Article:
• Ah, I didn’t look at your post from the viewpoint of film critic trying to be objective and informative–context vs content, which is nearly always fiction, or ‘loosely based’ on real life/event. There’s a book for sale on Amazon: Hollywood Guide to Ethics; the inside is blank…I need to dig out a few books I have; one is on Social Criticism in films of von Stroheim, Wilder..another is Who Killed Hollywood. Then there’s You’ll Never Eat Lunch in This Town Again and National Security Cinema. to be continued… and many thanks for addressing this sticky wicket subject!

        • Really like You’ll never Eat Lunch, some good X certificate confessions in there. But yes, Hollywood is a commedcial inductry, not guided by ethics. But if they want to pretend they have ethics, they should walk the walk as well as talk the talk. I think we’re headed for a deeply santimonious awards season in 2021. Not much of the penetrating wit of Wlder in 2020 movies…

  2. This looks like we’re in for a Fu Deck of Fu Manchus if that’s a boxset you’re showing. It’s kind of hard to rewind to a time when China (or anyone from the Orient for that matter) was seen as the standard villain. Maybe this isn’t the time to point out that for decades it was British actors (James Mason very often) that Hollywood dubbed as the evil bad guys. And putting this in the context of the times this picture was made – a few years after the Cuban Missile Crisis – the Cold War was very real and people genuinely did think they were going to be bombed into nuclear oblivion by China or Russia so it was very easy to play on those fears – the idea of being nuked by their own home-grown lunatics such as in the spate of nuke movies in the 1960s was short-lived. A few years back Sir Christopher Frayling wrote a marvelously informative book “The Yellow Peril, Dr Fu Manchu & The Rise of Chinaphobia” which explained how such racism developed. As he pointed out, the idea of the Chinese as a threat to Western civilization developed “at precisely the time when that country was in chaos…and utterly incapable of being a peril to anyone. “

    • I’ll look into Frayling…my impression is that this was easily the best of the five movies in the boxed set; if you can deal with the race angle, it’s a really well made film. I wonder out loud if it was China’s lack of menace that made them the go-to guys for being villians in the 60’s; I totally get why Hollywood would make the Brits into bad guys. It’s quite shocking to see a chemical assault carried out on British soil in this film, and makes me wonder how long that kind of fear existed; the Rohmer novels date way back…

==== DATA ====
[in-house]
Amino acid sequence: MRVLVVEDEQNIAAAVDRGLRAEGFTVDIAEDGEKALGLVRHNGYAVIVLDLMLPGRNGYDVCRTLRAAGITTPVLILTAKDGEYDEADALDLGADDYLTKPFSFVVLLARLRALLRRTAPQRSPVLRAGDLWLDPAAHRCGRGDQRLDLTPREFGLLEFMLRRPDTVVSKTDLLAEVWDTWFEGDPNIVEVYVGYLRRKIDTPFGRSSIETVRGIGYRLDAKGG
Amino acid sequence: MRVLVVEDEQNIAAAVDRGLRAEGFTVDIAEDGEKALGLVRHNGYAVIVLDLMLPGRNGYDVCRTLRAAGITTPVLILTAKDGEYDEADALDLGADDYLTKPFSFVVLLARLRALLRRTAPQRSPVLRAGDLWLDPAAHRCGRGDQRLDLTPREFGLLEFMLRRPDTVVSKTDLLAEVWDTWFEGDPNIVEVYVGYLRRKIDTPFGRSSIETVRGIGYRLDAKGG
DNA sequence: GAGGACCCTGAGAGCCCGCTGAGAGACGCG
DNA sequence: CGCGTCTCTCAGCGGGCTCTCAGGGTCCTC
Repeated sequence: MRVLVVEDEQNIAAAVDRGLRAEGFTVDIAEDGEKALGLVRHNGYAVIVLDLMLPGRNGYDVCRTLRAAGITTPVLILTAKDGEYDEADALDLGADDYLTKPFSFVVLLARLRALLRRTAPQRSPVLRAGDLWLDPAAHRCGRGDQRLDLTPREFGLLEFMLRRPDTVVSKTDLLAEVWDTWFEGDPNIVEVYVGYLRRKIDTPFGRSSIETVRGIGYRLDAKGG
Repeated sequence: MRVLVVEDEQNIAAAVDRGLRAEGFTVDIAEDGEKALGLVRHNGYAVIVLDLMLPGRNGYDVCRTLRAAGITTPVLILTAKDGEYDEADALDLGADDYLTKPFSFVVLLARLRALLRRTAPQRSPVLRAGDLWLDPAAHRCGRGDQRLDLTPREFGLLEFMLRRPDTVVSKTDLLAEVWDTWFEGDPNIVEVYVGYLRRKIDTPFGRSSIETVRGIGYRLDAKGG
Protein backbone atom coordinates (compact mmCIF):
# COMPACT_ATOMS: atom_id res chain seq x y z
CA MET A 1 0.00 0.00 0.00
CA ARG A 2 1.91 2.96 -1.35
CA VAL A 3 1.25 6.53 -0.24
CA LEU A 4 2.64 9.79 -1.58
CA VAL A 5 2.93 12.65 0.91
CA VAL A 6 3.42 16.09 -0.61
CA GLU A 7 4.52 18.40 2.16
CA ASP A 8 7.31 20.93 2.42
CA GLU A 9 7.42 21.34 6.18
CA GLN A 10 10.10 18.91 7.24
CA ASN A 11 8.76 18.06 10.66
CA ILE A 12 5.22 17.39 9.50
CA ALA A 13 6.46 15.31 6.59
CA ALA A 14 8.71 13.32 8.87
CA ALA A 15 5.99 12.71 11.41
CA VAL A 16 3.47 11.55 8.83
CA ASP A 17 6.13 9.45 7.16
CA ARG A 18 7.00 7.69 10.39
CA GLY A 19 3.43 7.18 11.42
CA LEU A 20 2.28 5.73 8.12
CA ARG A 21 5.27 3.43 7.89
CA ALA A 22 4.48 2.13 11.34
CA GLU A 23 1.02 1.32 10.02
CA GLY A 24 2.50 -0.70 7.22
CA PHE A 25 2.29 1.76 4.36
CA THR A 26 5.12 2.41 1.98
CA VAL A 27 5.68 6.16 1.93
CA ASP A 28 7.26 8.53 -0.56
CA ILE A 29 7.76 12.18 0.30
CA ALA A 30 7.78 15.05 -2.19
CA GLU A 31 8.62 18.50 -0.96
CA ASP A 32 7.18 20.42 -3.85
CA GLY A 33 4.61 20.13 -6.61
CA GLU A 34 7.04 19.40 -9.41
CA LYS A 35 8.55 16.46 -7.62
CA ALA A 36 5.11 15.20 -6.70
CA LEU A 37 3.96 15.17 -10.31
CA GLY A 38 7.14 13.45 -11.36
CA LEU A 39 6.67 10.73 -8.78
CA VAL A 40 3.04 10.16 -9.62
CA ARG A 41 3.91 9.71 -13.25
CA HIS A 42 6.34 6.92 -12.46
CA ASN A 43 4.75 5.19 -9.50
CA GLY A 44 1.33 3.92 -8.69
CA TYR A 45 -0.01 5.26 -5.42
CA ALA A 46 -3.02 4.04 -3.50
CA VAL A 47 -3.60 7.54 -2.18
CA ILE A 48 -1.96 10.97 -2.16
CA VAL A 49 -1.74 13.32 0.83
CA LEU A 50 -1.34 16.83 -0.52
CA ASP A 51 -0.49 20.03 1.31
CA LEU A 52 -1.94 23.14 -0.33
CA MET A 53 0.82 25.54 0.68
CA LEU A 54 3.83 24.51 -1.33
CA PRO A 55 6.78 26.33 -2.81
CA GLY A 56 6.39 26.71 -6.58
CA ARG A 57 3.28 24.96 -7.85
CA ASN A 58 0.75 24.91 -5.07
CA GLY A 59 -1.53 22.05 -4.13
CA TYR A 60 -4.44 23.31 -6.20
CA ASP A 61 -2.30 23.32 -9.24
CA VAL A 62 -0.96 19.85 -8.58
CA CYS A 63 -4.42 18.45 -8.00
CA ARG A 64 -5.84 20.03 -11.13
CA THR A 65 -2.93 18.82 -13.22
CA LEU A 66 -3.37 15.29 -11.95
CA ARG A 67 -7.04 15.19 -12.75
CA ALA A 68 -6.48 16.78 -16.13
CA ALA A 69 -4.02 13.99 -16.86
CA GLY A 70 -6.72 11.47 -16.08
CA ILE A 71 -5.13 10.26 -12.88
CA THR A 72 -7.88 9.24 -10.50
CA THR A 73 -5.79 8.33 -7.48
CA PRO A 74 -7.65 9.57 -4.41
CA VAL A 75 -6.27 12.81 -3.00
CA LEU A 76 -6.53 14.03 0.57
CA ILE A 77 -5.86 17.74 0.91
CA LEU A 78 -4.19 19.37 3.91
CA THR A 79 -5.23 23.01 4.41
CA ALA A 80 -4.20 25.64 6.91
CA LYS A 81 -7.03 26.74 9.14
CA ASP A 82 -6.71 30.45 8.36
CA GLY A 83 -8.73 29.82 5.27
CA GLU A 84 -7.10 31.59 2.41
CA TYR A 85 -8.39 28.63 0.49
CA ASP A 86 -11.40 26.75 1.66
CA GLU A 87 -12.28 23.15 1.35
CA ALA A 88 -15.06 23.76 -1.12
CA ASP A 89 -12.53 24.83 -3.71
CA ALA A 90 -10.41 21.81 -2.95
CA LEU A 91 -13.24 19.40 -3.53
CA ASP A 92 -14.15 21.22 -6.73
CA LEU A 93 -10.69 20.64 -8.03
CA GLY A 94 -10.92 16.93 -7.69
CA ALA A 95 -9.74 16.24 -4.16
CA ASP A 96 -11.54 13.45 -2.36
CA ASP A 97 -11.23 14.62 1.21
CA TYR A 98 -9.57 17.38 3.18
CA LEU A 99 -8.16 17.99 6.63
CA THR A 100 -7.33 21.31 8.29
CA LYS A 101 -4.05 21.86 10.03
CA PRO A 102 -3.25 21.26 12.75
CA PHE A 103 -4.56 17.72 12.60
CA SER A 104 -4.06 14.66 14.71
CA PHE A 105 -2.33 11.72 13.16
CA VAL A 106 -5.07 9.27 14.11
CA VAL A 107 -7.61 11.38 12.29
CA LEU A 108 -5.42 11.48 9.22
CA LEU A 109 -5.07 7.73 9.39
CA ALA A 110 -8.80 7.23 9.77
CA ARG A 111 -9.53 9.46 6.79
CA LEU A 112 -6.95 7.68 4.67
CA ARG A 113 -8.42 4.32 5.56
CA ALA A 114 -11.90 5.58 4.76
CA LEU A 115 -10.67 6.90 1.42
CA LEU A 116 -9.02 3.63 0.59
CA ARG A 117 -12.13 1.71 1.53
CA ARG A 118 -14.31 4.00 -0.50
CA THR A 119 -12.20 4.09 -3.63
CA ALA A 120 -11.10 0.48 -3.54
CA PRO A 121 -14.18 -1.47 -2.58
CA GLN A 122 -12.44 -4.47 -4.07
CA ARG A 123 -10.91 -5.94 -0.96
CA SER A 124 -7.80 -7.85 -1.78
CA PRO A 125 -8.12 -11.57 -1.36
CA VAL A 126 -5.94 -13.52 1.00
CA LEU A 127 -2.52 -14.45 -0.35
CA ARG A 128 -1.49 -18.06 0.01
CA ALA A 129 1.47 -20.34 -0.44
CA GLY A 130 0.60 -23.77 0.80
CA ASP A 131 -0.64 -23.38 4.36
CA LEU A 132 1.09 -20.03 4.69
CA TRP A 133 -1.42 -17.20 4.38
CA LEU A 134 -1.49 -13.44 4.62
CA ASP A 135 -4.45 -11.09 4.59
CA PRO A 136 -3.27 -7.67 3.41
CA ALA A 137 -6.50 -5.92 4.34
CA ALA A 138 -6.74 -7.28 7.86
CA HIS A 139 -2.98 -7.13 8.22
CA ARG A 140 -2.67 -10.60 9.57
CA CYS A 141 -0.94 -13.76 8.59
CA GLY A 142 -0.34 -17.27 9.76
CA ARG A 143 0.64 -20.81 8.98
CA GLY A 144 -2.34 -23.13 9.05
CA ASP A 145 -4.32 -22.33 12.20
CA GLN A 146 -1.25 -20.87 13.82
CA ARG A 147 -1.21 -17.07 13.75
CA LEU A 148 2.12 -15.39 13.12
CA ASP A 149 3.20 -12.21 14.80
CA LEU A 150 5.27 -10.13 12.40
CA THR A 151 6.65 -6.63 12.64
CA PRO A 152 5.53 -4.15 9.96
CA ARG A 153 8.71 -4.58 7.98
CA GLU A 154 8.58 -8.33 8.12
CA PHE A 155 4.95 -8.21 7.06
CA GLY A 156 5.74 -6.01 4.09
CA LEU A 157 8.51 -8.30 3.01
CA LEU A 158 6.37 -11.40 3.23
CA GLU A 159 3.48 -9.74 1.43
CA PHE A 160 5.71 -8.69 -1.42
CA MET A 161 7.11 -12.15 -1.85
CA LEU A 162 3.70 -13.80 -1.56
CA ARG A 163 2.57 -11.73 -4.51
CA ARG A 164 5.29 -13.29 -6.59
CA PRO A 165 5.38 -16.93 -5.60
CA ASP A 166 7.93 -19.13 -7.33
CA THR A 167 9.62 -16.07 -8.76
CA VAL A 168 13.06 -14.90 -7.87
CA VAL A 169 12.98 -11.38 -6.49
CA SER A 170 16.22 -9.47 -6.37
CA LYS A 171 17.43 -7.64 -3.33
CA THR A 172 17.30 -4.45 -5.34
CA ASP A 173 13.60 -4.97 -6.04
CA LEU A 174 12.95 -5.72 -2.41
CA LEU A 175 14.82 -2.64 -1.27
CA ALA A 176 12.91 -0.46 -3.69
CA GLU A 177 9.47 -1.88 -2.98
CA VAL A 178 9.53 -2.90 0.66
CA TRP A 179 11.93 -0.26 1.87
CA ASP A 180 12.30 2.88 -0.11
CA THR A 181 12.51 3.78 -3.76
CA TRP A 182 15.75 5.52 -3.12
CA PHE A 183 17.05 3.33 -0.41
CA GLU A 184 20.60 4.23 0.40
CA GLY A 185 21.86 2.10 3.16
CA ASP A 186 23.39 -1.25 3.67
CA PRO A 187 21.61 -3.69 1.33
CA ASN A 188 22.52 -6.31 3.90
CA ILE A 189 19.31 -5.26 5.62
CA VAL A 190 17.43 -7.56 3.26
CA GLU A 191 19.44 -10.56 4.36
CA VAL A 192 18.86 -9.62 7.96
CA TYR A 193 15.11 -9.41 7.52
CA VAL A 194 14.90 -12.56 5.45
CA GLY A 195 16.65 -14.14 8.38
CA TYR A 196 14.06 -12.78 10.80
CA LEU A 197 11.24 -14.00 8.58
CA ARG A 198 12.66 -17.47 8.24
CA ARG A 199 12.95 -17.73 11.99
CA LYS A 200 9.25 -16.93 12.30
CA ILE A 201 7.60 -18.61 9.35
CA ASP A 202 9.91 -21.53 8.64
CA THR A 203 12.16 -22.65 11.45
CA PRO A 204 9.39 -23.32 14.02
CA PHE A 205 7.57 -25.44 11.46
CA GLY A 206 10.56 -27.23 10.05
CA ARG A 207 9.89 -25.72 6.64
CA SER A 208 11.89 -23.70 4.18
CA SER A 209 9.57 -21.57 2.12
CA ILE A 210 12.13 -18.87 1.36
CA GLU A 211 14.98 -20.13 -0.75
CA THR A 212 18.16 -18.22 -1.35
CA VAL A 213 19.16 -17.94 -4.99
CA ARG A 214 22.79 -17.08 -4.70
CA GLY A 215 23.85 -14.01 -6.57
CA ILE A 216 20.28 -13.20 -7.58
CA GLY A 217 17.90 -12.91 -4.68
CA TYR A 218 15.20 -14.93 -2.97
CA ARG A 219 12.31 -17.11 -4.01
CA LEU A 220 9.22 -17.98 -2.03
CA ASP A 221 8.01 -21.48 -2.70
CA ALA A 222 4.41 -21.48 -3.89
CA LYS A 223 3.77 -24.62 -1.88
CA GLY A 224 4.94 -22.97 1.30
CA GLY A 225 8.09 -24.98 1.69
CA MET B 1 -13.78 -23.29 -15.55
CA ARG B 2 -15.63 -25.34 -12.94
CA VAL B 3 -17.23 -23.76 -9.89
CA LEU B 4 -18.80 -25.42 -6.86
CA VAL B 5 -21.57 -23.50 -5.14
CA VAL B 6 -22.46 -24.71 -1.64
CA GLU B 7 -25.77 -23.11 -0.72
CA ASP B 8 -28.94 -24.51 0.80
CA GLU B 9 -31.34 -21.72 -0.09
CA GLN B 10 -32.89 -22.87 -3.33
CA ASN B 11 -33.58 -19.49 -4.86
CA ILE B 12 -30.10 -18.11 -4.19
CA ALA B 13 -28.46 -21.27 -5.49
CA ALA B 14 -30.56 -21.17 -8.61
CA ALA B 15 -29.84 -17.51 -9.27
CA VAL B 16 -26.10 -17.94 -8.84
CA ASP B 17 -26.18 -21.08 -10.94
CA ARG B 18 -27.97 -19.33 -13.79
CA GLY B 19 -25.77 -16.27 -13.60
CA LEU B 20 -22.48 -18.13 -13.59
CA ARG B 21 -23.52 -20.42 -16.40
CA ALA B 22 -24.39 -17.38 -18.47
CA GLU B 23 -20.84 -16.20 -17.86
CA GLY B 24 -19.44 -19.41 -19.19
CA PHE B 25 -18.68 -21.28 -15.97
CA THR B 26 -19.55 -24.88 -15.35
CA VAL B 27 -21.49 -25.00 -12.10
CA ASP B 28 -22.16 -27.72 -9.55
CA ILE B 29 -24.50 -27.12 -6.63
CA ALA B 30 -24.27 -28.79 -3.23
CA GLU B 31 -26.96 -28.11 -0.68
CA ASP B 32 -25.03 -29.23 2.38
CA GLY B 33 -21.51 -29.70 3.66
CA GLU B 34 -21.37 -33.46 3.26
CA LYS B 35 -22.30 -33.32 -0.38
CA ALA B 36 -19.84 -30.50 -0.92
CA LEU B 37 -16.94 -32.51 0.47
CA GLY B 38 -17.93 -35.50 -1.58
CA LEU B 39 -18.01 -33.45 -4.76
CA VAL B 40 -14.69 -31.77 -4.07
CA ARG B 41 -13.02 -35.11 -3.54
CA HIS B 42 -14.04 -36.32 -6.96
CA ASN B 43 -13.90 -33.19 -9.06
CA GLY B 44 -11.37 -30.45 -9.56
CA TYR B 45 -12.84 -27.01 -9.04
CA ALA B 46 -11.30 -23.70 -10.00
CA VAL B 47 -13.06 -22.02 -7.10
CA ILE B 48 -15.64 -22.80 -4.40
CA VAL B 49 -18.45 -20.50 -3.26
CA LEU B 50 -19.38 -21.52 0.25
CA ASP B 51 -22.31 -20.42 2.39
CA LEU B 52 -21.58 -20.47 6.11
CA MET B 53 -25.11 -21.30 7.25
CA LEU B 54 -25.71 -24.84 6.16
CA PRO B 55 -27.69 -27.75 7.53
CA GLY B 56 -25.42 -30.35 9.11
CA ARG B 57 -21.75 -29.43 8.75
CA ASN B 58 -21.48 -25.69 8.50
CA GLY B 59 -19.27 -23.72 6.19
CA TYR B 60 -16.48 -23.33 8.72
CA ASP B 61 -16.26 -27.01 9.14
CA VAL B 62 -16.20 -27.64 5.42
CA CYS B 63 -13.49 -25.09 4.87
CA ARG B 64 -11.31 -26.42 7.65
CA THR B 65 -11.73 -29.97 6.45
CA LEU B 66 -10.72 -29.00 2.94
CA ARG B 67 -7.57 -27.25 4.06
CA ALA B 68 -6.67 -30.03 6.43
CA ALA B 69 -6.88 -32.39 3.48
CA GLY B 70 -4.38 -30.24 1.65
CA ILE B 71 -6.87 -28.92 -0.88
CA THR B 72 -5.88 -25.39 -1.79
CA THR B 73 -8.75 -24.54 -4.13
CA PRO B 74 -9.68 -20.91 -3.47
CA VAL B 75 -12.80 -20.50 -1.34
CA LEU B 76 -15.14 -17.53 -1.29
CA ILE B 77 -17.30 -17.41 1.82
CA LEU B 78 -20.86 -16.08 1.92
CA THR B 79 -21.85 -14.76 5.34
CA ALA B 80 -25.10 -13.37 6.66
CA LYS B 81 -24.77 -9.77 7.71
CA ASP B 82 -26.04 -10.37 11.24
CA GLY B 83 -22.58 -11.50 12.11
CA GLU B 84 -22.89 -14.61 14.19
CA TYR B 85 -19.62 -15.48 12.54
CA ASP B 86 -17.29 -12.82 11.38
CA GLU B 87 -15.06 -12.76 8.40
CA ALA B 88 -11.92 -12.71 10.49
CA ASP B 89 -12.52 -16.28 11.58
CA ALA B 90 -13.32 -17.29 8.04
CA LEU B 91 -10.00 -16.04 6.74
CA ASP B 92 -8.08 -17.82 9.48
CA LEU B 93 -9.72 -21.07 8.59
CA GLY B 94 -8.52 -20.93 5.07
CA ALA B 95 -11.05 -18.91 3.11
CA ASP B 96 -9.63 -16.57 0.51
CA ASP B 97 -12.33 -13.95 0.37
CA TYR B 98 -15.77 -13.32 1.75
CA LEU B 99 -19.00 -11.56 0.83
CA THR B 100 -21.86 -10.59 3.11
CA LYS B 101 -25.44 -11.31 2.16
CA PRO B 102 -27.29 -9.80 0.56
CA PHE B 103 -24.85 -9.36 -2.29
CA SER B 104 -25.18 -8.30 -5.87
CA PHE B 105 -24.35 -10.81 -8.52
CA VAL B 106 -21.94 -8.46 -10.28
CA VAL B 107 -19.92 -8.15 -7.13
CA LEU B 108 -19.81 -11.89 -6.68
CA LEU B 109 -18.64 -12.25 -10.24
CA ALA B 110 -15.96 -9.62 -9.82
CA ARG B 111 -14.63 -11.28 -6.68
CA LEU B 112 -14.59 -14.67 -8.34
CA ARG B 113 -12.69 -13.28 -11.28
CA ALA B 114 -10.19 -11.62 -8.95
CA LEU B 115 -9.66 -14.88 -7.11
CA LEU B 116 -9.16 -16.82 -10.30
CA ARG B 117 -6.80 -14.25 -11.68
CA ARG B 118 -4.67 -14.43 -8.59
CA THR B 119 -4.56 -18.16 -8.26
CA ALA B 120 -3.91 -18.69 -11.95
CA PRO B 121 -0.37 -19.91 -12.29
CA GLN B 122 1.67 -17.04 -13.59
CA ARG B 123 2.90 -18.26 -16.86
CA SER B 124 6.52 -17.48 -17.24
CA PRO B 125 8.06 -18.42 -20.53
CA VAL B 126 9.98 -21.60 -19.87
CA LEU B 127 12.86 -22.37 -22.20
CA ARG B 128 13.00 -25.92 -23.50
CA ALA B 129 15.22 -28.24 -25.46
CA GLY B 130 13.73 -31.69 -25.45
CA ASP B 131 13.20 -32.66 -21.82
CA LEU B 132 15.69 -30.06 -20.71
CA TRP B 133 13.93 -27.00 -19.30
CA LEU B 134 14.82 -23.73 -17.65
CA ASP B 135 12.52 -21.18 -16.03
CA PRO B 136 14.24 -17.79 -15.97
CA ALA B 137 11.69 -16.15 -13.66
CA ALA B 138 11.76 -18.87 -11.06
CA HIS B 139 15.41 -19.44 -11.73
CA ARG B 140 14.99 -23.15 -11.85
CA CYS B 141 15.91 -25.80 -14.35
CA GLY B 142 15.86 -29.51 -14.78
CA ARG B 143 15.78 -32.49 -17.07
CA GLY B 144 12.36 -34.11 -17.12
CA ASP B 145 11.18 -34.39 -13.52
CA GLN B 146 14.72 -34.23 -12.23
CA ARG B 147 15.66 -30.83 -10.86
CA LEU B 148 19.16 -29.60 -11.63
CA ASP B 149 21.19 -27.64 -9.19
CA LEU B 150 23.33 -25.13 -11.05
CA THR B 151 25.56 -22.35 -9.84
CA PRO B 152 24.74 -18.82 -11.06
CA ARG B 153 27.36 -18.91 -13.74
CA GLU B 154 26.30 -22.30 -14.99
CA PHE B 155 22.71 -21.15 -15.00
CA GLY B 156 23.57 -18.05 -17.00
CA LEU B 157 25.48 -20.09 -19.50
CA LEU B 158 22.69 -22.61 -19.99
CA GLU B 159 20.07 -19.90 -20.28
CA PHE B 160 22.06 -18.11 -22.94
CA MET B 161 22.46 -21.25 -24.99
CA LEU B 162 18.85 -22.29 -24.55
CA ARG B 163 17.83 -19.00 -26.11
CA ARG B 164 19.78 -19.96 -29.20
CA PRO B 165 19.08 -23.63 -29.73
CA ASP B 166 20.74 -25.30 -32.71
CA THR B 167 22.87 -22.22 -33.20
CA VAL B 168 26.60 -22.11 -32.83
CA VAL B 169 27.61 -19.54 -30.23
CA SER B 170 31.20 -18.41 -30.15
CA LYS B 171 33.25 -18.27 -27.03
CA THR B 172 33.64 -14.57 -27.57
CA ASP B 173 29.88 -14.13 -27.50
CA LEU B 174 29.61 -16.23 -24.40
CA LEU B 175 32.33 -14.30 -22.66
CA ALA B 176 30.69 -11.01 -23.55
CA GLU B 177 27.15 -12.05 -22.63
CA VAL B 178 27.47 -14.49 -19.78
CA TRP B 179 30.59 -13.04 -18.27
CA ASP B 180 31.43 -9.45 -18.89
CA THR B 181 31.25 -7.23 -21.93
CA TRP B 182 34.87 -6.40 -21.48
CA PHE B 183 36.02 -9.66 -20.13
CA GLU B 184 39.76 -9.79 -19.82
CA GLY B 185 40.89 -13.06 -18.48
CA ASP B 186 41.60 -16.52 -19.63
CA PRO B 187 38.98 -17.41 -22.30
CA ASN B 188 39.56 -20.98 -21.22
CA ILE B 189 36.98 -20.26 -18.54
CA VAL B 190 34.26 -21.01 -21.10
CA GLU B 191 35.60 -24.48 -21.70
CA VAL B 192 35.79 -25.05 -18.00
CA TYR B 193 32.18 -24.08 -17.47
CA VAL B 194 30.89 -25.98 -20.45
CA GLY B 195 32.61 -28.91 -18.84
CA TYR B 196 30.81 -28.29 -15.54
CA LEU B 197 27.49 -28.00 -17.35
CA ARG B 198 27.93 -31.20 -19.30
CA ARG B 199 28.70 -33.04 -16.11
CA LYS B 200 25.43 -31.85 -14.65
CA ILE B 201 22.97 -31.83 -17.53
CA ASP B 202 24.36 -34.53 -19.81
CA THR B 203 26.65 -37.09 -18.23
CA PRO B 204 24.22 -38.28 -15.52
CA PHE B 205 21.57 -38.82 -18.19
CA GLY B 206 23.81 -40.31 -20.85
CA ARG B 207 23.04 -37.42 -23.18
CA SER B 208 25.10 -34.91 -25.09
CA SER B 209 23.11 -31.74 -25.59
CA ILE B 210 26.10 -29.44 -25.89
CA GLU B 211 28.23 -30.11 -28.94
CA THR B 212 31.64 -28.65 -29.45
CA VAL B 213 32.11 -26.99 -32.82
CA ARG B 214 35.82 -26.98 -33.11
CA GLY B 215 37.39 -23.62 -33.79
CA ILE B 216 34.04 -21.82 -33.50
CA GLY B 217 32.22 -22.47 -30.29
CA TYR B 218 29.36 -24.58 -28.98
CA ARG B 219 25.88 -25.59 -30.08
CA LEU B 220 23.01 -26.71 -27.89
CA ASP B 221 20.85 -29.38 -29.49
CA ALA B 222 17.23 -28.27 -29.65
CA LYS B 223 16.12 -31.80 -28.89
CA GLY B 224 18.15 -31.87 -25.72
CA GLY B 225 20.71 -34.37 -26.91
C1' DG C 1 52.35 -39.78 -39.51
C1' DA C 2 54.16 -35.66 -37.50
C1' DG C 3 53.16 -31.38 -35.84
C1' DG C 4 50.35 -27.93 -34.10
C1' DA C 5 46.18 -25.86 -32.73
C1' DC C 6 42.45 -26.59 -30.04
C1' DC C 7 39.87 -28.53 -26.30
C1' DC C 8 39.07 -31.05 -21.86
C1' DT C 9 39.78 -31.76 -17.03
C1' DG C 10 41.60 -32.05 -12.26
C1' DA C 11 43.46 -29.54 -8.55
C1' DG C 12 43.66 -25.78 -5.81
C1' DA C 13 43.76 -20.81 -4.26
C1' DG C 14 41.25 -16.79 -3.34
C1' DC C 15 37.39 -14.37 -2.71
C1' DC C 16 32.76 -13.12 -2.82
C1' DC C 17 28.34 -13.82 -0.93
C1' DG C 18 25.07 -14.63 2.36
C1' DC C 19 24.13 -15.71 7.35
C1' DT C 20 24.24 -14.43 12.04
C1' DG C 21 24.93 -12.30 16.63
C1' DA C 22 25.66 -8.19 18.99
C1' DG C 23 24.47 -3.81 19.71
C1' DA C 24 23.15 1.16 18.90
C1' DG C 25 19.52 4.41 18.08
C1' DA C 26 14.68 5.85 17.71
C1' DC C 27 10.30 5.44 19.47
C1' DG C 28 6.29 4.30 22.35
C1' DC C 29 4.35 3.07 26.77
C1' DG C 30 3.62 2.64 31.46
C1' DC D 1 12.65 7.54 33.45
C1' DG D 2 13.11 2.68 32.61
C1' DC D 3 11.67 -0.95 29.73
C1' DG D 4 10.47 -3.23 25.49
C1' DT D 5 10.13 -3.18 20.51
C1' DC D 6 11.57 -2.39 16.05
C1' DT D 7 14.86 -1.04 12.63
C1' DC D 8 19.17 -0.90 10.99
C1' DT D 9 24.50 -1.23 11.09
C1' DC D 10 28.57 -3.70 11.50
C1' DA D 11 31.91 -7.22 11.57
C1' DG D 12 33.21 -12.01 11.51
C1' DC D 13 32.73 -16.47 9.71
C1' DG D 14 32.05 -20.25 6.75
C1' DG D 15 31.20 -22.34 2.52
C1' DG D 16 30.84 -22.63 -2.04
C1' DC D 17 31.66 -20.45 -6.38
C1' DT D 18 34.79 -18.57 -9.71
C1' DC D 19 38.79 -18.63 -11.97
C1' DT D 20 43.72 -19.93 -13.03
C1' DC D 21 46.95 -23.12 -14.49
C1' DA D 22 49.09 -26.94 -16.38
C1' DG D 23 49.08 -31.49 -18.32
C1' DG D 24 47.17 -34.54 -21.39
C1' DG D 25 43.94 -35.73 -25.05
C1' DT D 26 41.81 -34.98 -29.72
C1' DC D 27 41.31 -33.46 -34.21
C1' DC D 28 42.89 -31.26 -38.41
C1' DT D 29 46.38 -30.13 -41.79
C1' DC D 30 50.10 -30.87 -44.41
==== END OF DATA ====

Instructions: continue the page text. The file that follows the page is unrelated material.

3. I’m sorry, but Ming the Merciless ‘coded’ whatever that means as an East Asian is bollocks. He was from the planet Mongo for one, which is definitely not in East Bloody Asia. If you google images of ‘East Asian Man’ and then ‘Ming the Merciless’, you will see there is no resemblance whatsoever. Matt Tindall is an idiot and just jumping on the cult of virtue (as Alex puts it) bandwagon.

    • We are, for once, in agreement on this. This is a judgement call for individuals, and I personally disagree with censoring films in grounds of popular taste, since it changes by the day. Thanks for the straight-talking comment!

    • I can give an example of racist casting for at least half of movies made between 1950 and now, but let’s just pick one and make an example of it as if the rest are all fine…

      • It’s the rearview mirror thing too. I’m not big on punishing previous generations under a foreign code of conscience. My parents had attitudes that would be seen as offensive today. They weren’t bad people. It was a different time. You just have to recognize that and move on.

        • There are racist attitudes in Bond movies, but they’re still pumping out tv screenings and boxed sets so we can revel in them in their racist glory. If we’re not banning this kind of stuff, but re-packaging it instead for commercial gain, then we should be examining it and explaining why such attitides were popular at the time…IMHO